Fiscal Policy: British Austerity

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This article takes a critical look at Great Britain’s austerity policy, which went into effect in 2014, and discusses the policy’s effectiveness in achieving its objective. The author explains that austerity policy attempts to reduce the structural deficit of the government. In the policy’s first year, Great Britain’s structural deficit declined from 11 percent of the country’s GDP to 9.3 percent. Many people interpreted this result as proof of the policy’s success, even though the government’s spending still exceeded its income in the form of taxes that year.

However, as the author goes on to explain, it may not be correct to attribute the reduction in the federal deficit to austerity. This is due to the fact that the economy is cyclical, and the national deficit is responsive to cyclical changes in economic conditions. The author writes that for every “action” the economy exerts on society by expanding and contracting, “automatic stabilizers” provide an equal and opposite reaction. For example, when the economy grows, the deficit declines, irrespective of the government’s fiscal policy stance. Conversely, when overall demand falls correspondingly with due to cuts in private sector spending during a recession, increased government spending tends to resupply demand.

Austerity policy tends to ignore the economy’s cyclical nature and tries to reduce public expenditures by imposing spending cuts regardless of how strong the economy is. This can be counterproductive and may actually increase the overall deficit. For example, if the government imposes austerity measures when the economy is weak, it may end up lowering its tax revenue while spending even more on benefits.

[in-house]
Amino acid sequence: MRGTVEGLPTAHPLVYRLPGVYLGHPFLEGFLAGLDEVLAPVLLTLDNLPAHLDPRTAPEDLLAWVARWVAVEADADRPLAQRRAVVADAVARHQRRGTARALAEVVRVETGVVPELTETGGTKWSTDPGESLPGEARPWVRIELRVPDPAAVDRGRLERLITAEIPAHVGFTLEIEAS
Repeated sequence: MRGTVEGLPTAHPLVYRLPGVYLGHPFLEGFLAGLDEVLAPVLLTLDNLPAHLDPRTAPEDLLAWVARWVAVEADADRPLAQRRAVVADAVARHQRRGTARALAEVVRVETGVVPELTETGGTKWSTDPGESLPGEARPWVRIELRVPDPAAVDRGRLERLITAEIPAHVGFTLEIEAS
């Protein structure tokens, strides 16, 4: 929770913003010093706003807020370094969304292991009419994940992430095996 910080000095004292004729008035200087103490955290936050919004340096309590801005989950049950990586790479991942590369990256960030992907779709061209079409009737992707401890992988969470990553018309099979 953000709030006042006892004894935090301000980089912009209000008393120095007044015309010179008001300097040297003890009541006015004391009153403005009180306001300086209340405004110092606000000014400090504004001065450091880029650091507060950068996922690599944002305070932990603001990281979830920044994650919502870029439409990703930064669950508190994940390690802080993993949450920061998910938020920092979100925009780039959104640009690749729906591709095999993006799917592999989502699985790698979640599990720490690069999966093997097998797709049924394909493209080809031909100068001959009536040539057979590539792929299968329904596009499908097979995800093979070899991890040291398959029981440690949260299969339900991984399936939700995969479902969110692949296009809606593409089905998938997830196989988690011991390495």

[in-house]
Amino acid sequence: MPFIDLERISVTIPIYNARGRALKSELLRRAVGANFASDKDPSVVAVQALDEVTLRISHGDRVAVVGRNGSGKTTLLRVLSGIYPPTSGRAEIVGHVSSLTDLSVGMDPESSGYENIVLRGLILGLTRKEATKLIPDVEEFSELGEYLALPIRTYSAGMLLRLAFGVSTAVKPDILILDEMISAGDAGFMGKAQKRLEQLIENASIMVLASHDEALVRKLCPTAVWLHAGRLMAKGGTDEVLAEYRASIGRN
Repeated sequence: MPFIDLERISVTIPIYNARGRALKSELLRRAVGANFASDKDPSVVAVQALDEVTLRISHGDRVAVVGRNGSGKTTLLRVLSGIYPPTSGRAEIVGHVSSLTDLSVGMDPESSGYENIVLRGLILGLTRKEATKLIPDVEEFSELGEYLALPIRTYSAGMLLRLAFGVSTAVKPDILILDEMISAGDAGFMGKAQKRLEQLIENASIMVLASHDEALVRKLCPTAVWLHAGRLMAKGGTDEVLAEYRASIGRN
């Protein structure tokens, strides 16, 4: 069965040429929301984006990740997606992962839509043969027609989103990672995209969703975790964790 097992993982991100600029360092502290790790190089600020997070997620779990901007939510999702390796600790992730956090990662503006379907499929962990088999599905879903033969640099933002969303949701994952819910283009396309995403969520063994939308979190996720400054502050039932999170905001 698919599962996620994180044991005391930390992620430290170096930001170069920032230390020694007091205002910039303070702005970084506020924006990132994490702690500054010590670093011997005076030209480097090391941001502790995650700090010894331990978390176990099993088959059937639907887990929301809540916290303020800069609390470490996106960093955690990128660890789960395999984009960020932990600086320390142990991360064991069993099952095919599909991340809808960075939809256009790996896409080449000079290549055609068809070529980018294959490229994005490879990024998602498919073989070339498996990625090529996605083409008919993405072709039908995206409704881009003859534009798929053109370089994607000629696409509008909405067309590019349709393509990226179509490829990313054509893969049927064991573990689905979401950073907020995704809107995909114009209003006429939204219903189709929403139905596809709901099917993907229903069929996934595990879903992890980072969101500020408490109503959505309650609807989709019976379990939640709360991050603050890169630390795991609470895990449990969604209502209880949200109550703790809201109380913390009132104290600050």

It is difficult to evaluate the effectiveness of austerity policy because it is difficult to know how much of the deficit is structural – in other words, the extent to which it is invariant with changing economic conditions – and how much of the deficit is cyclical – the extent to which it grows when the economy contracts and shrinks when the economy expands. Thus, it may be that the deficit shrunk 1.7 percent over the 2014 fiscal year, not because of austerity measures that went into place that year, but because it was simply fluctuating in tandem with an economy undergoing a period of expansion.

The author does not explicitly state his or her opinion on whether austerity policy was actually responsible for the reduction in the structural deficit in 2014. However, the article takes a skeptical tone and questions whether austerity measures are actually preferable to other fiscal techniques to reduce the deficit. In this, I agree with the author and share his (or her) skepticism. Governments can achieve reductions in their structural deficit through means other than tighter spending controls on departmental budgets. Raising taxes could also reduce the deficit. Since spending cuts impact the general public by reducing their access to government services and benefits, it should not be the government’s first resort in achieving its fiscal objectives. Austerity-driven budget cuts often take money away from departments that really need it and that perform essential work, like the National Health Service in Great Britain which provides healthcare for British citizens. Raising taxes would help reduce the deficit without hurting government departments.

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